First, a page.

The spokesman for "We are the Church" has asked that the Archbishop of Cologne, Cardinal Rainer Maria Woelki, be deprived of his salary, although it is his legal entitlement and despite having emerged completely innocent from the accusation that he had covered up the abuses described in the Cologne report. Moreover, attacks against the bishop have multiplied recently, "guilty" of not supporting the new path of the German Church.
“Greater humanity instead of generalised condemnations” and “more readiness for reconciliation rather than ruthless harshness and severity”. These are two of the declared objectives of Wir sind Kirche ("We are the Church "), the ultra-progressive movement in perpetual struggle with the Magisterium of the Catholic Church. Apparently, they don’t apply to Cardinal Rainer Maria Woelki. After the conclusion of the apostolic visit to the Archdiocese of Cologne, he will be on a spiritual retreat from mid-October until the beginning of Lent next year.
In fact, the spokesman for “We are the Church”, has gone so far as to request that the cardinal be deprived of his legally entitled salary. Woelki and his salary, have not only become the focus of discontent for the grassroots movement but also for a large part of German public opinion and committed Catholic laity. There’s no light at the end of the tunnel for the archbishop of Cologne, his period horribilis began when he decided not to publish the abuse report, initially commissioned to a Munich law firm, due to methodological errors.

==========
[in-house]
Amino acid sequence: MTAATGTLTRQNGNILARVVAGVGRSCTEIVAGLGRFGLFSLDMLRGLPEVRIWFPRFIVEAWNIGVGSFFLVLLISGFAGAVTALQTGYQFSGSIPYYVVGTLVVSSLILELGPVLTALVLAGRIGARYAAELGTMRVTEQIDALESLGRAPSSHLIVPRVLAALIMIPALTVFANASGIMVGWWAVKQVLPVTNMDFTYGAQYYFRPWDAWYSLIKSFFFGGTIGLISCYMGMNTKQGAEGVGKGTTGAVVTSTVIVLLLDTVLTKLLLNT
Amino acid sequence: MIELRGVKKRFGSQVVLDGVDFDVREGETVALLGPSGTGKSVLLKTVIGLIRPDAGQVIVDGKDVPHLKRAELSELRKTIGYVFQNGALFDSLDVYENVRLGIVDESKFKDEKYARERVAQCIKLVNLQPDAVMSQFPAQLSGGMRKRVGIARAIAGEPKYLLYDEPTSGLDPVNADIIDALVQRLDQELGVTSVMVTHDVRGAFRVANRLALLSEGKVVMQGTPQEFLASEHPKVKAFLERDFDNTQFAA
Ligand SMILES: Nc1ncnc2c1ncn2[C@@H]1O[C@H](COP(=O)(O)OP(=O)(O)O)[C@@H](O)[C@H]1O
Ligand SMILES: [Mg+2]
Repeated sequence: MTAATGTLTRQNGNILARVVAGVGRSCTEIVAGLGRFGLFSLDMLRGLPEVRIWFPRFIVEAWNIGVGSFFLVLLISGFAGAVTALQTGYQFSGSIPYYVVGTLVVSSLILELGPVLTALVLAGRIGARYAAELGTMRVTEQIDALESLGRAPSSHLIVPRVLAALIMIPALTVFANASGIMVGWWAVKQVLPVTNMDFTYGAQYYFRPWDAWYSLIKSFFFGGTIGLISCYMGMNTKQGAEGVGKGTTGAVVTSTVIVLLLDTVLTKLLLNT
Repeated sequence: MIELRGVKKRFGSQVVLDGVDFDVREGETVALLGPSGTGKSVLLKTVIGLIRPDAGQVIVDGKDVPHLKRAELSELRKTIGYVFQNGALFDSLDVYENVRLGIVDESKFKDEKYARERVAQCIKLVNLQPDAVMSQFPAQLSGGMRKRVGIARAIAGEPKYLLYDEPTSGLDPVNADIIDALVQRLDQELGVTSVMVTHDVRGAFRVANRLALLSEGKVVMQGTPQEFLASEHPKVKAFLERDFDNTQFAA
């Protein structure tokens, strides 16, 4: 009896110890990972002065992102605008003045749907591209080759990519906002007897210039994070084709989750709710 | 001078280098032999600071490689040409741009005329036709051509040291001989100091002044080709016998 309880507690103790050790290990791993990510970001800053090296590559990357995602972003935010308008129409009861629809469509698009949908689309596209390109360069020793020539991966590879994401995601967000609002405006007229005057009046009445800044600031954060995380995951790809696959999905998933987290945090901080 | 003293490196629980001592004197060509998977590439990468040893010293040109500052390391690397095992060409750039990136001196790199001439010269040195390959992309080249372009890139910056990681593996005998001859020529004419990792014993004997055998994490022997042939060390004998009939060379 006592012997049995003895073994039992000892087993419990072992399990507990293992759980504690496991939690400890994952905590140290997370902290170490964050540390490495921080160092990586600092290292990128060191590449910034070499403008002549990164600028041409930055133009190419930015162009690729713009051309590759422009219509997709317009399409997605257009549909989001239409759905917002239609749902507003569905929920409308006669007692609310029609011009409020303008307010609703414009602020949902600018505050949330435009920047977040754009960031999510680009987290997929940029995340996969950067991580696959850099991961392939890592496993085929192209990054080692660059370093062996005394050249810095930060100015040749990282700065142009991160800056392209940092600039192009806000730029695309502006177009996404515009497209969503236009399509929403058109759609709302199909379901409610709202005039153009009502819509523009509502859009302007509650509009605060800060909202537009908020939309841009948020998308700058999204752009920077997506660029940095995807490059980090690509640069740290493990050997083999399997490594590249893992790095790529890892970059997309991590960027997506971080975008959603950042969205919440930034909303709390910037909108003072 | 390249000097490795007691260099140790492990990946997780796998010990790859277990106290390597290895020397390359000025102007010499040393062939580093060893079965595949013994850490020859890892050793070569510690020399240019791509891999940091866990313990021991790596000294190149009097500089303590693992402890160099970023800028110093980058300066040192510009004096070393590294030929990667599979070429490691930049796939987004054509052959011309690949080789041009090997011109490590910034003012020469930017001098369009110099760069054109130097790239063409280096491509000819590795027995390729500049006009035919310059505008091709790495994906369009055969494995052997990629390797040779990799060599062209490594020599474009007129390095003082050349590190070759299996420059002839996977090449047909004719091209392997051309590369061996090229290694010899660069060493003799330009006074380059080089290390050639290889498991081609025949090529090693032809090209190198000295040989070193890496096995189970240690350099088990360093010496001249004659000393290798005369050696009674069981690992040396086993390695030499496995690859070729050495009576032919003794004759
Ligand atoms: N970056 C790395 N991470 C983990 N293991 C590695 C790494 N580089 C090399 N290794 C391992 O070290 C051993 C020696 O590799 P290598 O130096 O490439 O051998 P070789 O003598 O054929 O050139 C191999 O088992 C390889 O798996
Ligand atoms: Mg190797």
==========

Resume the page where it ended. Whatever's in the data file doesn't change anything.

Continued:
In fact, Woelki did not cover up the scandal, but had turned to another team of lawyers who then produced a new report, published in March, which cleared the role of the archbishop - apart from some 'guilty' indiscretions, published at that time, in local newspapers. Nonetheless, because of the way the communication of the matter was handled and due to the responsibilities that emerged on behalf of his predecessors, Rome sent an apostolic visit to Cologne under Cardinal Anders Arborelius and Monsignor Johannes van den Hende. Last month, at the conclusion of the investigation, Pope Francis received Woelki in the Vatican and, while confirming his trust in him, accepted his request for "a spiritual time outside the diocese".
But even before Woelki could start his break, scheduled for mid-October, the same media machine which had gone into overdrive to demand his resignation, got back to work to demand he now leave without any economic support. In Germany, a bishop is classified as a public employee and reaches a level of salary equivalent to a B10 official, that is a gross monthly wage of almost 14 thousand euros paid by the taxpayer. A salary that, as a source from the archbishopric explained, will not be suspended during the period of spiritual retreat granted by the Pontiff: "The archbishop is still in office and a spiritual break is not a vacation", a spokesman told the newspaper "Kölner Stadt-Anzeiger".